Private Law is a term employed when you have law which affects the rights of private individuals and dose not involve government bodies acting in their official capacity. A defamation suit against a newspaper for instance. Civil Law strictly means any suit which is not a criminal one, but the crucial difference here is that even a criminal suit can be a civil one if it entails a private prosecution*; hence the name; civil; by civil i.e  non offical people.
 
Civil Law System; On the other hand is different from Civil Law, this is the system based in Continental Europe, Louisiana, S America etc, this system is based upon legal codes, the court system is inquistorial in nature (meaning the court takes an active interest in the case and in investigating and determining the truth, as opposed to the common law adversarial procedure, where the courts hears the two parties; the adversaries, give their version of the case and then gives its judgement), as opposed to the common law system in use in the Commonwealth and the US, which is based on case law and is adversarial in nature.
 
GLCE2003 got confused between the two when I said "whether you meant the common law in use or the civil law" and thought I had implied that the civil law was not in use in England as opposed to the civil law system. My mistake I should have made that clear, but in my defence the term 'civil law' is used for both, even though they mean different things.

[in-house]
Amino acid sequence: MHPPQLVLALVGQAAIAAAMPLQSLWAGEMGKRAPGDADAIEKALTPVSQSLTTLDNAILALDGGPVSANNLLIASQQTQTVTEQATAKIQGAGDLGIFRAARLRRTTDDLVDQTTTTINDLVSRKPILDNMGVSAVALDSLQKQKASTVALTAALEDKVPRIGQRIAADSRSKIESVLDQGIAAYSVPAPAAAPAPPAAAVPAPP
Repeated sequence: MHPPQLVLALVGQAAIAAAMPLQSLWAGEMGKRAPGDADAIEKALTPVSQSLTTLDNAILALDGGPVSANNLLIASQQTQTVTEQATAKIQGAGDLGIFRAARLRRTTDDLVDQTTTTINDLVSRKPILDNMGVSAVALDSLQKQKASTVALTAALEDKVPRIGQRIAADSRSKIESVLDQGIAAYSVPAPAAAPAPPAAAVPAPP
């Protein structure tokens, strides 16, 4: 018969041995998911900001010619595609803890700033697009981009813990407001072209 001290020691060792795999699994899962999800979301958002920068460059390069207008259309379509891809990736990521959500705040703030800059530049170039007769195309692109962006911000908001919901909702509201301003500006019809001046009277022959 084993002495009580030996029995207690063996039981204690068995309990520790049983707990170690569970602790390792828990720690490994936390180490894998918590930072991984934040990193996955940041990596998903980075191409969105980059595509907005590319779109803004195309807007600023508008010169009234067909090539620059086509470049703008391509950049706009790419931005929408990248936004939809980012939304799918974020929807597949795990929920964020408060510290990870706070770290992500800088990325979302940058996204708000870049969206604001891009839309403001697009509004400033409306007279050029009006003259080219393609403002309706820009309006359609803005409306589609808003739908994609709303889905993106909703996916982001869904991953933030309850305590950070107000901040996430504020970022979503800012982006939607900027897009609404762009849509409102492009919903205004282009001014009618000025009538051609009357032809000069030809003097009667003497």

*In judistrictions which still permit a private prosecution. England still dose I believe, but only with the AG's premission. A private prosecution is when the prosecution is carried out by a private party  rather than by the state.
 
Sparten, I'm a lawyer trained in the Continental/Civil law system I also have a law degree from the US, so I'm familiar with the basics and terminology of the both systems and I'm not really a layman in the realm of law Wink
 
I understand what you are talking about, but I still think gcle2003 was correct in what he said.